With the tightening economy, increased middle-class anxiety, home foreclosures and lengthening lines at soup kitchens throughout the United States, more and more and more Americans will be relying on the good will of their neighbors. This documentary examines why people decide to offer their time and money to answer the need. When and how to help people in poverty is an ancient ethical question. But in most cases, there remains a wall between the poor and everyone else. Apart from income inequality, which has grown significantly in the last two decades, a social barrier remains. There is little direct contact between the haves and have-nots.
In this truly inspiring program, we hear the stories of people who give of their time and financial resources to help members of our society who are struggling — and who often feel marginalized. Why are the givers motivated to help out? What benefits are gained by people who reach out to others in need? What kind of self-reflection is required to give wisely? Interviewees include: Kathe McKenna, founder of Haley House, soup kitchen serving thousands; Paul Schervish of the Center on Wealth and Philanthropy; Henrietta Green, a librarian who tutors adults who can’t read; Rev. Jim Wallis of Sojourners magazine; members of Mt. Bethel United Methodist Church in Marietta, Georgia which builds housing for needy families and others.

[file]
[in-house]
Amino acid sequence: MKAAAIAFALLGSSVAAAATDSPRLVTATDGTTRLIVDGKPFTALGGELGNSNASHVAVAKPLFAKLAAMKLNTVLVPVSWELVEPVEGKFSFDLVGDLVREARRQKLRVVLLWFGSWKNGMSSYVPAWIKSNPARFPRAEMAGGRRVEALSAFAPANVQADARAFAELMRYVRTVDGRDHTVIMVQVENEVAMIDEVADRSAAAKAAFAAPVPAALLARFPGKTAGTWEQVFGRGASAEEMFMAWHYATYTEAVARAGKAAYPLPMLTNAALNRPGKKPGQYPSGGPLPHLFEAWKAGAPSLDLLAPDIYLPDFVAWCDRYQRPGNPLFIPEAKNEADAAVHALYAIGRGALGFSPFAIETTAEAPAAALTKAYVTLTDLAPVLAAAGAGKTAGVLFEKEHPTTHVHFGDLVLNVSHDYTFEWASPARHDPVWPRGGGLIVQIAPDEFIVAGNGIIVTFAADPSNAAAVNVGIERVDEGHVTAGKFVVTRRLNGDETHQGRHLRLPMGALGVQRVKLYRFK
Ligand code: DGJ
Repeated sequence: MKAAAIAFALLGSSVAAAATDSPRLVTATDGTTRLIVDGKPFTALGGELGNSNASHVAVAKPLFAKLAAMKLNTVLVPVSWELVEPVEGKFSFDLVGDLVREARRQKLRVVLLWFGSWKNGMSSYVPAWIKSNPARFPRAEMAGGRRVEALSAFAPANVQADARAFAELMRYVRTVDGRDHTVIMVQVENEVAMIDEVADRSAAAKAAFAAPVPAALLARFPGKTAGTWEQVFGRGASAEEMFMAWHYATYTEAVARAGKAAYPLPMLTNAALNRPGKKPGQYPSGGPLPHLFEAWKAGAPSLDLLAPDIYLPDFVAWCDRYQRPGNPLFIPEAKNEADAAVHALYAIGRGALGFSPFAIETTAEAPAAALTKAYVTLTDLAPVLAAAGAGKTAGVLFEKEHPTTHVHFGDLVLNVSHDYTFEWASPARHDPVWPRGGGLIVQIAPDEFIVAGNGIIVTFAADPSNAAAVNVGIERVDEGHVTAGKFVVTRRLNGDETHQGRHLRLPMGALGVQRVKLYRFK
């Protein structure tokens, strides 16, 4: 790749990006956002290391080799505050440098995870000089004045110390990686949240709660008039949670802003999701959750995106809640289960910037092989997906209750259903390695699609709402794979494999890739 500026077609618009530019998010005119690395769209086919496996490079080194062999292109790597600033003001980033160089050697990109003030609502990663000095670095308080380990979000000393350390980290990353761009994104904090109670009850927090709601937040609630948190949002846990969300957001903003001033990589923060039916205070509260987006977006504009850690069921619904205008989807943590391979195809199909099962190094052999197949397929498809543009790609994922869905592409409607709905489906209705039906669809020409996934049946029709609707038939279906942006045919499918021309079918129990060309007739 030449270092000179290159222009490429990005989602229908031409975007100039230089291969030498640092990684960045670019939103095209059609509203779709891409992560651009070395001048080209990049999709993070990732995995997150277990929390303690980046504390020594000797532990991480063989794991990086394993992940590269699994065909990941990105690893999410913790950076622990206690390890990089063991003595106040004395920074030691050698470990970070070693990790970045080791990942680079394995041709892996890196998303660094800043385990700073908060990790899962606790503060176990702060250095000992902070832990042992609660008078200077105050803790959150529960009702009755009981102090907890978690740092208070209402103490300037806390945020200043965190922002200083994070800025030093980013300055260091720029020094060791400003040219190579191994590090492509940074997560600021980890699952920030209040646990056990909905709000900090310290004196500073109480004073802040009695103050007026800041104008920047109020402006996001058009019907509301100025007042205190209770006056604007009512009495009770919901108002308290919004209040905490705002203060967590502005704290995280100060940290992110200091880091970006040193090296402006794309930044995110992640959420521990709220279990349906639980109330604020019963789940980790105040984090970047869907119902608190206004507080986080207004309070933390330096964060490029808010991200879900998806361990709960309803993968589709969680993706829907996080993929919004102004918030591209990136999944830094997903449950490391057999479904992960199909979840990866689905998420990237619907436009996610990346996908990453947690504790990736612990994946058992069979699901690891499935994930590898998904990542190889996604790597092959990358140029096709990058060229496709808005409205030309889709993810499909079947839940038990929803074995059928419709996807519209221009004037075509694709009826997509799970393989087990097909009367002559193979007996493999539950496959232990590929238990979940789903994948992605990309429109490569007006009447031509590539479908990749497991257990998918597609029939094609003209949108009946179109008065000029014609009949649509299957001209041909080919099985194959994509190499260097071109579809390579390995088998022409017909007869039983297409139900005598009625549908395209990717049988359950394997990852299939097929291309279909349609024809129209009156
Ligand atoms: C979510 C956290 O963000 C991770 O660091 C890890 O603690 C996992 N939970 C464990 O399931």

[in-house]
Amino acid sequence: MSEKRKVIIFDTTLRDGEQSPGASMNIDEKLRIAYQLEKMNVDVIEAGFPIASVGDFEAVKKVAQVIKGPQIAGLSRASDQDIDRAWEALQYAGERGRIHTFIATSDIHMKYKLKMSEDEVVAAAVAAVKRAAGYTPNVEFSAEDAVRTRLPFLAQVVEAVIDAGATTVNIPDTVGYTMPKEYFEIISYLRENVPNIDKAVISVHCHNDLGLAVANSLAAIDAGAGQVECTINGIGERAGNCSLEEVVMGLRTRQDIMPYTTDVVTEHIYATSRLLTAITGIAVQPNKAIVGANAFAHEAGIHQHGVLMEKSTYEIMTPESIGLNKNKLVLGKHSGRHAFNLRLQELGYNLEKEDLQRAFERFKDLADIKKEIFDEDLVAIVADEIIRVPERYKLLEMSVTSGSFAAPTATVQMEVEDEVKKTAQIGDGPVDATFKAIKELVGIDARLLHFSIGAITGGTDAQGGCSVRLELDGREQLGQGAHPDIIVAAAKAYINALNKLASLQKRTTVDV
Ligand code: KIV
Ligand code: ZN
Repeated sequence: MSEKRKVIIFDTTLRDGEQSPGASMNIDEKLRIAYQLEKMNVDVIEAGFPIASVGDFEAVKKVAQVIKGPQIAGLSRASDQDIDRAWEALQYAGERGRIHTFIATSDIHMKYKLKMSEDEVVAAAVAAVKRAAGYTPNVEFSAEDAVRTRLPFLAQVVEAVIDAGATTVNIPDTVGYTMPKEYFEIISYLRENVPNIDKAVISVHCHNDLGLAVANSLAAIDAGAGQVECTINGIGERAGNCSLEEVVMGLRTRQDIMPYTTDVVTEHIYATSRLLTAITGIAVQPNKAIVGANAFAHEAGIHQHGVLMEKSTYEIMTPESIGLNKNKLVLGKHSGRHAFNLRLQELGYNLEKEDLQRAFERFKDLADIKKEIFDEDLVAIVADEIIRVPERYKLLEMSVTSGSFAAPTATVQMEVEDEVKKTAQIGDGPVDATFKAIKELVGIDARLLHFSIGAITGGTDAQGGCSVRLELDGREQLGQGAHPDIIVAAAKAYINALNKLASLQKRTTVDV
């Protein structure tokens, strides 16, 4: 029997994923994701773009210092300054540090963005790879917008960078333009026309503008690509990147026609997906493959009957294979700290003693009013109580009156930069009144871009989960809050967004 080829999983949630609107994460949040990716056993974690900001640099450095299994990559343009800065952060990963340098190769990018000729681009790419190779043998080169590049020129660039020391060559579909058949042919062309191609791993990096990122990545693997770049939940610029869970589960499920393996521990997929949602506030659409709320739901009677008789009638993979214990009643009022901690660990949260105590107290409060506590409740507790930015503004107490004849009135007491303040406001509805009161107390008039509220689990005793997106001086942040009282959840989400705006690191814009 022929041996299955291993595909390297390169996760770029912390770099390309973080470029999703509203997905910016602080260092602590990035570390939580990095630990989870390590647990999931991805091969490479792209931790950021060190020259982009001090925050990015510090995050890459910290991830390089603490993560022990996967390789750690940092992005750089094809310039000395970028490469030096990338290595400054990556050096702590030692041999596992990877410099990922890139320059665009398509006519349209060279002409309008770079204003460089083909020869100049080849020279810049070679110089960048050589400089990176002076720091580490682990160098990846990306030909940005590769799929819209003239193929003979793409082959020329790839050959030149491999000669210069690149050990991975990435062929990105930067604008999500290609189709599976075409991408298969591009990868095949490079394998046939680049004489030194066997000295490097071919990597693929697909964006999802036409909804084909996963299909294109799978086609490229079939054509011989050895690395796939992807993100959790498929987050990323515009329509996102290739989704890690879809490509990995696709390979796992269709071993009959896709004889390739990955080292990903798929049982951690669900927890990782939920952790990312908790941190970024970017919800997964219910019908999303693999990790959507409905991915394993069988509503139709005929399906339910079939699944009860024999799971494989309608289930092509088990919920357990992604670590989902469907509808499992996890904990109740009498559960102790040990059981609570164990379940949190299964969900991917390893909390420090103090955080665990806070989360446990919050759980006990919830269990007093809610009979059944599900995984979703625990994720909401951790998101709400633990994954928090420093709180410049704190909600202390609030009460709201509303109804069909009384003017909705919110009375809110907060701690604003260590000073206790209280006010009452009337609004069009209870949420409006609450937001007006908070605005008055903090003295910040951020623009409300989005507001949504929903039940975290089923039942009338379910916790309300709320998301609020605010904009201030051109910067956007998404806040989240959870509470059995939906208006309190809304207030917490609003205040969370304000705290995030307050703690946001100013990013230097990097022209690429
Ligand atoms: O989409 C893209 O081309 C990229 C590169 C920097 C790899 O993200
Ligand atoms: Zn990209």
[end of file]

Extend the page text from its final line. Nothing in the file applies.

I’ve always felt that people volunteer, me included, primarily somewhat out of a selfish interest. Because it gives them satisfaction. It just makes you feel good.”
—Craig Satterly, volunteers to build housing for low-income people